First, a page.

REOPENING the museum in Lerwick will cost “significant sums of money”, according to the chief executive of its operator Shetland Amenity Trust.
Mat Roberts said there is a balancing act between cost, safety and the responsibility to deliver a service for the public.
Museums in Scotland should be able to re-open from 15 July with social distancing and hygiene measures in place.
Roberts said one the most important pieces of guidance the amenity trust is waiting on is whether the two-metre distance rule could drop to one metre.
The UK government is set to introduce a ‘one metre plus’ rule for instances where two metres can’t be maintained.
A review is being undertaken by the Scottish Government on the distancing rule and its results are expected to be known in early July.
“I don’t want to invest in the signage and measures for two metre spacing, for it to move to one metre spacing before we even open, or soon afterwards,” Roberts said.
“I think a lot of people will be wanting to get some clarity from the Scottish Government.”
The amenity trust chief admitted that the cost of reopening the museum would be high.
Possible costs have been worked through by management, right down to how many times a visitor would use hand sanitiser during an average trip to the museum.
There are also possible expenses in areas like extra cleaning, one-way systems, floor signs and a bookings system.
Footfall into the museum would also likely be down, not just from a capacity point of view but also from a reduced number of tourists.
“It will cost us significant sums of money to reopen, and we have to balance that against our responsibility to deliver on the fact that it is the people of Shetland that paid for the museum service, so they might reasonably expect us to provide the museum as soon as we can safely do so,” Roberts said.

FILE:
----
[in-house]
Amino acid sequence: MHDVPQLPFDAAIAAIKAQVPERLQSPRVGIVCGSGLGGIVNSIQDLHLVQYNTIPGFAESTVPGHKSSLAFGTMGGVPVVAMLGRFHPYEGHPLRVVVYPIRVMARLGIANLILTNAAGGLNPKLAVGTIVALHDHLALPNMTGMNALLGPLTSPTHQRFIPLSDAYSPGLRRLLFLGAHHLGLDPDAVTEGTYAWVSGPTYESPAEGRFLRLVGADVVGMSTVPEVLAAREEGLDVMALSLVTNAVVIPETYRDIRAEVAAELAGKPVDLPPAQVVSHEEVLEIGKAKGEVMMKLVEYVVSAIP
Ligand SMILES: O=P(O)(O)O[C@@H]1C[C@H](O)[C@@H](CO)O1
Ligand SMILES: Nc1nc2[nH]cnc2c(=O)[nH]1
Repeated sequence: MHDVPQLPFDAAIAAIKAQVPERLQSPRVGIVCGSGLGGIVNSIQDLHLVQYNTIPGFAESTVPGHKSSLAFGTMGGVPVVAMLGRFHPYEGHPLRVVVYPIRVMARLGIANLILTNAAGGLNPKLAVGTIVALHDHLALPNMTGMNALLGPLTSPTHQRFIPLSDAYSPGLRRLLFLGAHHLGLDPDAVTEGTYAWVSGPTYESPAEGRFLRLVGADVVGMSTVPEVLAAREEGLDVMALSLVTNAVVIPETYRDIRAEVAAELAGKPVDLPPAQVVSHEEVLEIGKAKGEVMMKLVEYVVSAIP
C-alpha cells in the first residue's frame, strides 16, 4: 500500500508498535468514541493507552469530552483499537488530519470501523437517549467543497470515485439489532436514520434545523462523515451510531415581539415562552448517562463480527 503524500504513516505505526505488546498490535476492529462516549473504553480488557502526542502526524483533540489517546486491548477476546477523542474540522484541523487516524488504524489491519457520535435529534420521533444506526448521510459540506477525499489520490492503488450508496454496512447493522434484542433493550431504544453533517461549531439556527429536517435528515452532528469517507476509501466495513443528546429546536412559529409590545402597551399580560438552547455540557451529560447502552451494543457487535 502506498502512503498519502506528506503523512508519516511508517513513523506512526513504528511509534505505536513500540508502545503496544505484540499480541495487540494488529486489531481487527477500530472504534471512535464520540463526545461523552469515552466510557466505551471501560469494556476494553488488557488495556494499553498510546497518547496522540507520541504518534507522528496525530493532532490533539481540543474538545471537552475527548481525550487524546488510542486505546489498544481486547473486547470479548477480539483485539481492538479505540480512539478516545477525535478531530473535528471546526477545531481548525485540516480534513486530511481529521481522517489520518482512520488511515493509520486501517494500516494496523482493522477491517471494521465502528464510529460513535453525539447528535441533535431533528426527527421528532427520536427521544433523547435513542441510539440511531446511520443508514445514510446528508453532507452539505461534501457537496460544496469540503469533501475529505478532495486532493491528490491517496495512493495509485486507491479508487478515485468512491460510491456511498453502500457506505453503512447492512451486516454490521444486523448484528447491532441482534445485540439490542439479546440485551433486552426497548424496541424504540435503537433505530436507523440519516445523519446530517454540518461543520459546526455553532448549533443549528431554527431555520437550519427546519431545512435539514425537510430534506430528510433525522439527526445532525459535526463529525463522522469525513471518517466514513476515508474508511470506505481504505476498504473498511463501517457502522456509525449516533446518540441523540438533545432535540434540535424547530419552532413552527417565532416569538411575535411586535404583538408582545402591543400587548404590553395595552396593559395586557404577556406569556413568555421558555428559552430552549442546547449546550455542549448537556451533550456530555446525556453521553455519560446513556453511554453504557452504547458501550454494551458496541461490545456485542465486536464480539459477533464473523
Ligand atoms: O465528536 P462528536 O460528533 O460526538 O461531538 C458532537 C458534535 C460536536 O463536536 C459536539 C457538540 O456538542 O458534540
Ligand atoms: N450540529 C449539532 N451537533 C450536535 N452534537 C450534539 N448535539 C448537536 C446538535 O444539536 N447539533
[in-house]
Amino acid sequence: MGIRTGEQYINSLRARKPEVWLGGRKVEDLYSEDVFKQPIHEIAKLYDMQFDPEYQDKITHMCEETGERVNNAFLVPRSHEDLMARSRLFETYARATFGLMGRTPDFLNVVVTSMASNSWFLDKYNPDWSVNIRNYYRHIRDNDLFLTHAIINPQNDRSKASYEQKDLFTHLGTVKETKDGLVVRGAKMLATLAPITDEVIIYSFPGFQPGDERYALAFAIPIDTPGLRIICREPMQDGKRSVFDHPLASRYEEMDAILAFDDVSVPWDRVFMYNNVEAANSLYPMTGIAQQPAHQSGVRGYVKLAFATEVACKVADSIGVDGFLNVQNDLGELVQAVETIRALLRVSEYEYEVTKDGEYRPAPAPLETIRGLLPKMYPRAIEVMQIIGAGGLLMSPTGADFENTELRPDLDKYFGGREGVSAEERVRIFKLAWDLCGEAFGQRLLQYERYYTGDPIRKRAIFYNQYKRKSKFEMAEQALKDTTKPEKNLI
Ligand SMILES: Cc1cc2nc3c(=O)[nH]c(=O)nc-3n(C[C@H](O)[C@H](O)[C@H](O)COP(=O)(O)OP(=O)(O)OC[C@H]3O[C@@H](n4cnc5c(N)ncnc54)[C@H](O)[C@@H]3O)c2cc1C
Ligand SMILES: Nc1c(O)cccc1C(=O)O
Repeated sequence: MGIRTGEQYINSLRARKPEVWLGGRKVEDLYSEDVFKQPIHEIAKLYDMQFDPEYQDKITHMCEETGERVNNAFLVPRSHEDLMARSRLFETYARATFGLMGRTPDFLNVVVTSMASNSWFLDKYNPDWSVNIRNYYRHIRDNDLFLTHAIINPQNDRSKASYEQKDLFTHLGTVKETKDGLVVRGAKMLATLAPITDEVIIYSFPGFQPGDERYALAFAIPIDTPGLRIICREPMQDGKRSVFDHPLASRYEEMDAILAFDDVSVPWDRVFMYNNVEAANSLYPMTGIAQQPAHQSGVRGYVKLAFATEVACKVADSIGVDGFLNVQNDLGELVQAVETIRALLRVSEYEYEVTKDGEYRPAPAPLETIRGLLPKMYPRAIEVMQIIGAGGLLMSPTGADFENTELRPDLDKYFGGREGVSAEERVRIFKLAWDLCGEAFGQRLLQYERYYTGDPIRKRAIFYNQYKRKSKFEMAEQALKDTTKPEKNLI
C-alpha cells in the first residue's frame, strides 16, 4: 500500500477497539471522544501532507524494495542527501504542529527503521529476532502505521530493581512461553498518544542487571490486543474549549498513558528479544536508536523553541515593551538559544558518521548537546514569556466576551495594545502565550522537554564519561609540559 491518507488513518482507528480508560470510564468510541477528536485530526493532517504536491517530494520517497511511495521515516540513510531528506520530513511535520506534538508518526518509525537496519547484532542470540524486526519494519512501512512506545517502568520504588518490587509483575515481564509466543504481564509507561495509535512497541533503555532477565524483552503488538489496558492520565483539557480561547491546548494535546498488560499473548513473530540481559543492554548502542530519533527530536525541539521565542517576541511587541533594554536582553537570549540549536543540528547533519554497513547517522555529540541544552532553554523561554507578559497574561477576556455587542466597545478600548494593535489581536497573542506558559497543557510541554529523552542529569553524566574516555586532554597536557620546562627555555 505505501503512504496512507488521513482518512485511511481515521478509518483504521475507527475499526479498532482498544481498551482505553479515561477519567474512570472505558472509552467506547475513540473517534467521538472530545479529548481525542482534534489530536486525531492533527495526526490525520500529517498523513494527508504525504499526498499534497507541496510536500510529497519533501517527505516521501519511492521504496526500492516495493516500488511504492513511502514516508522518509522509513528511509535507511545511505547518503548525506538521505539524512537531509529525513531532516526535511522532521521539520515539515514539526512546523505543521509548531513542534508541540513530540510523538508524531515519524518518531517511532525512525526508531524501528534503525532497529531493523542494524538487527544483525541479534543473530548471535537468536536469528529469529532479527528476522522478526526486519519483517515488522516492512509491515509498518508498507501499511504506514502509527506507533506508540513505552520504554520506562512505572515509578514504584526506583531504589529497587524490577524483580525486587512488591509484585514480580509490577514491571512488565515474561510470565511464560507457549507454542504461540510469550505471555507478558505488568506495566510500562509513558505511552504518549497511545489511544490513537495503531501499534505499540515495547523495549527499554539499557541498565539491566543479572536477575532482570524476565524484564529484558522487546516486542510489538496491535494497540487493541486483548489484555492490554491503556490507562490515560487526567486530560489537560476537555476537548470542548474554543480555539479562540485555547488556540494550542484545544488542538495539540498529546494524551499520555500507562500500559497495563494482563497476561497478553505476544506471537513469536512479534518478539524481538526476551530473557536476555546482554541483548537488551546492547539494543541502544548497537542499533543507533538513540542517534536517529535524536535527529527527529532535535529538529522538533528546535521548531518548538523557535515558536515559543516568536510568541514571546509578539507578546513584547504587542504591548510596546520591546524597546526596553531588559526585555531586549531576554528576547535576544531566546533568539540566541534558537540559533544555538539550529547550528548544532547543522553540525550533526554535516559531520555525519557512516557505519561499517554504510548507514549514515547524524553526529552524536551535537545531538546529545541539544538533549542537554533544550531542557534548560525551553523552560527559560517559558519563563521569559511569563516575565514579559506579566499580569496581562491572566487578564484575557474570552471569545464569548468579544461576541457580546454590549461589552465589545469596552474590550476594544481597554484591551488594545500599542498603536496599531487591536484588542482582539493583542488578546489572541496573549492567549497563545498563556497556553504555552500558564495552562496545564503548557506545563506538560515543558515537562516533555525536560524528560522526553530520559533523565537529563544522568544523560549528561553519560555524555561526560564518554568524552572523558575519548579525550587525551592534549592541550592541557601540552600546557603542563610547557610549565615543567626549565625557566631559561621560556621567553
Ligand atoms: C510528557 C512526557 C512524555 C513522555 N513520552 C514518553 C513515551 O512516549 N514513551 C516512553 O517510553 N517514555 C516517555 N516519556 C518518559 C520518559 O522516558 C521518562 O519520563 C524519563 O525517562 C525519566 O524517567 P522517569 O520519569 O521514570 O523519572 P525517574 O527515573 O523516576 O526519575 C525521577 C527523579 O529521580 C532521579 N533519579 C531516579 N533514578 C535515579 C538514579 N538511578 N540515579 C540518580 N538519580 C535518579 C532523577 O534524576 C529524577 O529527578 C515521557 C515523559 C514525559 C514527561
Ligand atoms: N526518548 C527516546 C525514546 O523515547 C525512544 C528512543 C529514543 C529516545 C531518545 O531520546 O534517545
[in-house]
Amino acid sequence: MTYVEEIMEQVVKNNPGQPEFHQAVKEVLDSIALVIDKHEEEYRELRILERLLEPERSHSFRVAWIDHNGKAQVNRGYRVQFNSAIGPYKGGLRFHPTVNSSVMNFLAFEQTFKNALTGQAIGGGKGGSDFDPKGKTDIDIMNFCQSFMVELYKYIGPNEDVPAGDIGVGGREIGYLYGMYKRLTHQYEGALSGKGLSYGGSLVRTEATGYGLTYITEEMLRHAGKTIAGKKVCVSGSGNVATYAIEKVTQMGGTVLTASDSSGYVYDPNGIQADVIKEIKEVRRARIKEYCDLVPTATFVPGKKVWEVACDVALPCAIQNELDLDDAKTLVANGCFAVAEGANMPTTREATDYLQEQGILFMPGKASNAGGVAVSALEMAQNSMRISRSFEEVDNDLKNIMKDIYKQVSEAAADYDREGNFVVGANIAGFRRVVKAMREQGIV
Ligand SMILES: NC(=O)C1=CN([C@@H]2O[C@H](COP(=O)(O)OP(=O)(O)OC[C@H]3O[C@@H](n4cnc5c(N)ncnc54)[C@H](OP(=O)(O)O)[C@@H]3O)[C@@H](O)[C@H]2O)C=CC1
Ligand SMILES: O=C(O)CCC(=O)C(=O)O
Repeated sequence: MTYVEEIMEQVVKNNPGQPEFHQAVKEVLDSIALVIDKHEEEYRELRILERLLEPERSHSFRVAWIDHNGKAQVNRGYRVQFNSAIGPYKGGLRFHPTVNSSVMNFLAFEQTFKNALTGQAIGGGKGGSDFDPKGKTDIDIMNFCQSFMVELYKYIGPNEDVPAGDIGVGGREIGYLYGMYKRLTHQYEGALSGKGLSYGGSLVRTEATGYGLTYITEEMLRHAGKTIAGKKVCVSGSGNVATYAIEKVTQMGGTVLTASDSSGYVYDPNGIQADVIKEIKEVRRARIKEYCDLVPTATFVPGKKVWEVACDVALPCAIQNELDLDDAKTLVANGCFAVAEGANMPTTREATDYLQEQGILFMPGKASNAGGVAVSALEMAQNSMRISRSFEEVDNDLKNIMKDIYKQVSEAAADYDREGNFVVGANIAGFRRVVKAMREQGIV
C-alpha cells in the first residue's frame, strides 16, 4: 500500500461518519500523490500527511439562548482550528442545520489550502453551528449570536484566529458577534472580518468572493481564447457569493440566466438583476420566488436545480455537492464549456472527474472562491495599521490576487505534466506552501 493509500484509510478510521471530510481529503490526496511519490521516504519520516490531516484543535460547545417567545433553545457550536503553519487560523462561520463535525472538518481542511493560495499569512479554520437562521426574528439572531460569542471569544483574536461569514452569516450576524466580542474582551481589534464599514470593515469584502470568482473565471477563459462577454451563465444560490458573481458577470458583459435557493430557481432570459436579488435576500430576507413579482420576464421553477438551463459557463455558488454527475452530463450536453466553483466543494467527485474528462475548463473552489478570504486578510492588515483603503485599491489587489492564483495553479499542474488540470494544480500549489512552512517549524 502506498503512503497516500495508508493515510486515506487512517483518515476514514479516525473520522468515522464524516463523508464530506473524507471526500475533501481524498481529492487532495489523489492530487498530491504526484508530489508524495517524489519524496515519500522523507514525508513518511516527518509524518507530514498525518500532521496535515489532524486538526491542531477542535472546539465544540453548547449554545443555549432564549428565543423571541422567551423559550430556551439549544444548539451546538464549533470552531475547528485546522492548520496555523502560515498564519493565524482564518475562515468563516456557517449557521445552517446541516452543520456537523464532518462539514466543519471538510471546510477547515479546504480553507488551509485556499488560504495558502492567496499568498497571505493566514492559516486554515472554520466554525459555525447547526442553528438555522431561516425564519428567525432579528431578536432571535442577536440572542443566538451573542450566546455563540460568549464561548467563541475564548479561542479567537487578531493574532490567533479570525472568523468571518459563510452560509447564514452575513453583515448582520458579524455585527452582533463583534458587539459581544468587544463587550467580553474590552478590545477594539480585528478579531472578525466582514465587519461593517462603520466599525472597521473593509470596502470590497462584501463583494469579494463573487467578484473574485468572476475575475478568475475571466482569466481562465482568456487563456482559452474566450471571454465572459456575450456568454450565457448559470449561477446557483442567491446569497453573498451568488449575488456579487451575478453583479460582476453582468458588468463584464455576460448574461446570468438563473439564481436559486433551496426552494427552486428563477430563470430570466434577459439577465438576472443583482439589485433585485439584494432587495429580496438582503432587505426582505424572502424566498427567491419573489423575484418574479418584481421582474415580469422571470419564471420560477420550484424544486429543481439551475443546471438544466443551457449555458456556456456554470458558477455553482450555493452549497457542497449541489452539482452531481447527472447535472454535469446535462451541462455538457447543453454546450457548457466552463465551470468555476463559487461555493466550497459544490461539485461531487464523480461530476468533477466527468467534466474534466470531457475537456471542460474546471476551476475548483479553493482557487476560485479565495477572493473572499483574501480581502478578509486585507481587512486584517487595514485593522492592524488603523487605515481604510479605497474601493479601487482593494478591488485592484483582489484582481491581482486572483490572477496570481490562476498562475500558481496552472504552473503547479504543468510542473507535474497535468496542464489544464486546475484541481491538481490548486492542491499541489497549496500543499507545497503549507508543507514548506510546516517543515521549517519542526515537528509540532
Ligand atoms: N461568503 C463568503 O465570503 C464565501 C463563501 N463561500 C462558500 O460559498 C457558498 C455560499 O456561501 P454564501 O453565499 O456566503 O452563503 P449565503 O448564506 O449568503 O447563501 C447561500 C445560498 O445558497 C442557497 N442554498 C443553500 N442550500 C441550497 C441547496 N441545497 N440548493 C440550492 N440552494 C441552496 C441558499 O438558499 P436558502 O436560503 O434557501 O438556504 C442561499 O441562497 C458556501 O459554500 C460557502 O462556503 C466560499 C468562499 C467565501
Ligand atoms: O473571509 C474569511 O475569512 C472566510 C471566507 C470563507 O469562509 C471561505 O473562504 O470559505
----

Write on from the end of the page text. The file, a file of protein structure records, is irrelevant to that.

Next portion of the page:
“It needs to be safe for our staff and our customers. To do what we need to have some confidence that the investments that we make are going to have some enduring value. The big one on that is whether it will be two metres or one metre.
“We are doing a detailed costed plan based on the government guidance, making some estimates on what sort of visitor numbers we might expect.
“We’re looking for more guidance on some of the more detailed technical aspects, about trying to balance the risk between having additional staff to supervise visitors to the museum, but not wanting to expose any more staff than we need to to any risk. It is a difficult conundrum.”
The coffee shop in the museum, meanwhile, is set to remain closed in 2020 after its operators ruled it was not financially viable to stay open without summer trade.
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